Sri Lanka and Pakistan face similar challenges when it comes to the regulation of their prison systems. Despite official prison guidelines being embedded in the law, the conditions of incarceration in Pakistani and Sri Lankan prisons remains dire. The situation is compounded by a persistent failure to consider alternatives to custodial detention.
Far from rehabilitating criminals, the prison system in the Sub-Continent serves most often as a potential breeding ground for criminal activity and disease. Most prisons in the region house more prisoners than they had been built for. Some even house prisoners in excess of twice their capacity. Sri Lankan prisons are highly congested with more than 26,000 inmates crowded into facilities with a capacity of 10,000. Unrest related to COVID-19 erupted in one of these prisons last year, and at least 11 inmates were killed and more than 100 wounded when guards opened fire to control the riot.
Overcrowding is the result of an inclination to detain under-trial prisoners, where penal servitude is considered the most effective punishment for offenders. In Pakistan, overcrowding also does not allow separation of prisoners according to the status of their cases. Convicted prisoners are often housed together with under-trial prisoners while adult female prisoners share space with juvenile females. Such conditions of detention not only ignore the dignity and the basic needs of inmates, they also serve as a barrier to genuine reform. There is also no indication that any substantial reform for the prison system in Pakistan is being contemplated in the near future.
Former MP Duminda Silva, who was sentenced to death over the murder of former MP Bharatha Lakshman Premachandra, was also granted
a presidential pardon
The Human Rights Commission of Sri Lanka conducted a prison study which reported the following findings: the system is overcrowded and under-resourced, the prisons system emphasizes correctional and punitive aspects, rather than the preferred rehabilitative model. Officials are well aware of the shortcomings in the system and are open to change. The last gives the Commission hope that although the system is overburdened, if effort is made to reduce prison populations and the focus shifts to a rehabilitative process, with adequate resources for the same, it could achieve the required standards. In this regard, one could say that the Prisons Department’s new Strategic Plan 2021–2025 A Right Based Correctional System for a Safer Society is a step in the right direction. This is the main difference between the reforms (or lack thereof) in Pakistan, versus what is happening in Sri Lanka.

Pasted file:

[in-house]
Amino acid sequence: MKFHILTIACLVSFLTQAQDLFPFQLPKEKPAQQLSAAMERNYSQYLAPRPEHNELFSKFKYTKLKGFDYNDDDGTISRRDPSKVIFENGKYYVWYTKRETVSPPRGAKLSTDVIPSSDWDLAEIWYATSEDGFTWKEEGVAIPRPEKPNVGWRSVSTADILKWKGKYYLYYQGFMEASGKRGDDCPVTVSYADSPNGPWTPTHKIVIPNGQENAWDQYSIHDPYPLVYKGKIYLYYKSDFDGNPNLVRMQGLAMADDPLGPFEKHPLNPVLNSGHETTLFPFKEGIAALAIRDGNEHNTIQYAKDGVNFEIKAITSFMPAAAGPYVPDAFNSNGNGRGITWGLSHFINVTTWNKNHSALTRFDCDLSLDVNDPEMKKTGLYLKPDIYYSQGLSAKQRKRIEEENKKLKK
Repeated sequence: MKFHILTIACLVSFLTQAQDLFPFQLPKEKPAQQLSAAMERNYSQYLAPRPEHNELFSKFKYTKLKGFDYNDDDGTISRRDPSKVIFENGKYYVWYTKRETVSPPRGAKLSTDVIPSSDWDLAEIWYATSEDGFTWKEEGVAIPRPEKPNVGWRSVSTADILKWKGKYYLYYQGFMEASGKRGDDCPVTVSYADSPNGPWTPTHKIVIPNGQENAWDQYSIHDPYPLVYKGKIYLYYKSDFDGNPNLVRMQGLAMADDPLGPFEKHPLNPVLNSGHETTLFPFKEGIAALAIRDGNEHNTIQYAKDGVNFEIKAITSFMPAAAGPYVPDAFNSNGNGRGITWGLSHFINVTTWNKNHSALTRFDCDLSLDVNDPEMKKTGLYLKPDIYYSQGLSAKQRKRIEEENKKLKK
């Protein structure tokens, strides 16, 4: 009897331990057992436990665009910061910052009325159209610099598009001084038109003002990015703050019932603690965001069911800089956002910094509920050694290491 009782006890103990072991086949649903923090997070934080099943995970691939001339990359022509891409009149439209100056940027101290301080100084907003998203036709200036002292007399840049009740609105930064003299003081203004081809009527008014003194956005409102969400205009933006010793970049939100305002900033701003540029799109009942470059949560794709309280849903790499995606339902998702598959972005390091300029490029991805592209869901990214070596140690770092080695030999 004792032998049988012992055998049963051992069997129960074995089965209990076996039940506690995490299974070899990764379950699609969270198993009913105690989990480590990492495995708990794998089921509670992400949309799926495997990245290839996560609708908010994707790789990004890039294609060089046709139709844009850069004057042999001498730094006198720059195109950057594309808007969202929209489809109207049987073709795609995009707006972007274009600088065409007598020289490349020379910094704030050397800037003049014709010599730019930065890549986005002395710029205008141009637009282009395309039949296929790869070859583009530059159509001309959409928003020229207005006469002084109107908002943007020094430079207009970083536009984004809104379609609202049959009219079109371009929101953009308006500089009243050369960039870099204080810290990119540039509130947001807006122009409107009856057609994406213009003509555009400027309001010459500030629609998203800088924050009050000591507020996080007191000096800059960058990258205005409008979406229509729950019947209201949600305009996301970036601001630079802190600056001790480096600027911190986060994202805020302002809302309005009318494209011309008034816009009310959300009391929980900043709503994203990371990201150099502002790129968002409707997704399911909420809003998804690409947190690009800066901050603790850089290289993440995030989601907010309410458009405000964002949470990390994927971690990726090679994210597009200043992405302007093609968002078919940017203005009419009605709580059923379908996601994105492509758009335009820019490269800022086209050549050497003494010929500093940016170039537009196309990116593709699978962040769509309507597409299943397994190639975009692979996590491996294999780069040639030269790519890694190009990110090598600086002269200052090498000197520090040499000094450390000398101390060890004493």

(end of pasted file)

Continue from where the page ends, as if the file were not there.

In the first quarter of 2015, Pakistan resumed executions of all death penalty convicts, instead of just those convicted of terrorism offences. During this time, Pakistan became one of the states with the highest rates of executions in the world. The overwhelming majority of the individuals executed through the year were not ‘hardcore terrorists,’ against whom the executions had purportedly been resumed. This is why justice has always been a hotly contested concept in both countries.
Sri Lanka recently saw controversy because of a presidential pardon bestowed on 93 prisoners last week. These included 16 ex-Liberation Tigers of Tamil Elam (LTTE) combatants. These former-combatants had been incarcerated under provisions in the Prevention of Terrorism Act (PTA) and 77 had been imprisoned for minor offences.
Controversy erupted when former MP Duminda Silva, who was sentenced to death over the murder of former MP Bharatha Lakshman Premachandra, was also granted a presidential pardon. This causing a huge furor, as many believed this pardon should not have been granted.
Pursuant to this, approximately 150 death row inmates in Sri Lanka had gone on a hunger strike to demand their sentences be commuted. Several inmates protested on the roof of a prison in capital city Colombo, holding up banners demanding equal treatment and bail consideration. “Grant pardon to us like you did to terrorists and notorious politicians,” one banner said in local script.
The former MP’s surprise release on Thursday after he was pardoned by the country’s president has drawn widespread criticism, including from the United Nations’ human rights office and the United States ambassador in Sri Lanka.
Duminda Silva is widely seen as a favorite of Sri Lanka’s ruling Rajapaksa family and had been sentenced to death over the murder of a rival politician from his own party in an election-related attack about 10 years ago. The hunger strike involved about 150 inmates sentenced to death who were demanding their sentences be commuted to life terms, prison spokesman Chandana Ekanayake said. Prison officials were holding talks with the justice ministry and their sentences have now been commuted to life in prison.
The UN human rights office said Silva’s case “is another example of selective, arbitrary granting of pardons that weakens rule of law and undermines accountability.” US Ambassador Alaina B Teplitz in a Tweet on Thursday said the pardon of Silva “undermines rule of law.”
This is not the first time a presidential pardon has caused controversy within the island nation, and begs the following question: what is the point of justice in a system where a solitary pardon can overrule years of investigations and fair trial? If Pakistan and Sri Lanka do not look deeper into improving the rights of those languishing in prisons for crimes they may even not have committed, while releasing convicted killers, they will soon see a rise in disdain from societies which are fast losing patience in the face of such blatant disregard for fairness and human rights.
The writer is a lawyer, teacher and political commentator based in Colombo, Sri Lanka. She can be reached on Twitter @writergirl_11